PC gaming will be die because the PC will die. Well... it won't die, it'll just be spread throughout the house. The PC gamers will just move over to consoles, and the console will probably have keyboard accessories etc, so it'll work more or less like a PC.

The consoles will really be attachments to the integrated home system, that allows one to use it for the more hardcore games.

TL;DR version: technology will integrate such the lines between hardware will blur completely, thus making the terms 'PC' and 'Console' rather obsolete.

Those are my predictions.

I think that you have eloquently put something into words that has been bouncing around my skull ever since the Wii came out. Part of the Wii's success is due to the fact that it is selling virtual reality experiences, not necessarily "video game" experiences. I think that there has been a significant portion of the population waiting for games to deliver just such an experience and then can get something approaching it on the Wii.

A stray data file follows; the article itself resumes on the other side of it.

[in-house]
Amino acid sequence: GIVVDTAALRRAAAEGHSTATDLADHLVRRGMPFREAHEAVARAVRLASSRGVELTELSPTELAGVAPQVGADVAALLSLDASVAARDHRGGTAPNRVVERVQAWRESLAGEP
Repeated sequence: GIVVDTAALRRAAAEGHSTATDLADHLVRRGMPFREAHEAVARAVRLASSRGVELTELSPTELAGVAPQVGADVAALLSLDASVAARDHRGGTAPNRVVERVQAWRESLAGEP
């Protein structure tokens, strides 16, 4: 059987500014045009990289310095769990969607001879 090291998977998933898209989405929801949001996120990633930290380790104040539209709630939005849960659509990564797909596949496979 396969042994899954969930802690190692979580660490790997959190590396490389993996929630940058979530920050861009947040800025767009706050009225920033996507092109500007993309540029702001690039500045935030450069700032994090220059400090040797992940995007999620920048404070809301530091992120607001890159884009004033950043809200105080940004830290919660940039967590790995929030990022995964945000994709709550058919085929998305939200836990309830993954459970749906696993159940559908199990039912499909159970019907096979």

However, just as you see the PC getting swallowed up into an as-of-yet-unnamed much larger integrated system, I see no reason that consoles would not go this route as well. If the PC will get reduced to a keyboard, then what is stopping the console from being reduced to a controller? If download-only becomes the standard medium of the gaming industry, then a physical console no longer makes any practical sense.

Well, that's basically what I think will happen. The console/PC/gaming system will just be a hardware install for the home computer network. The only physical thing you'll deal with will probably be a controller.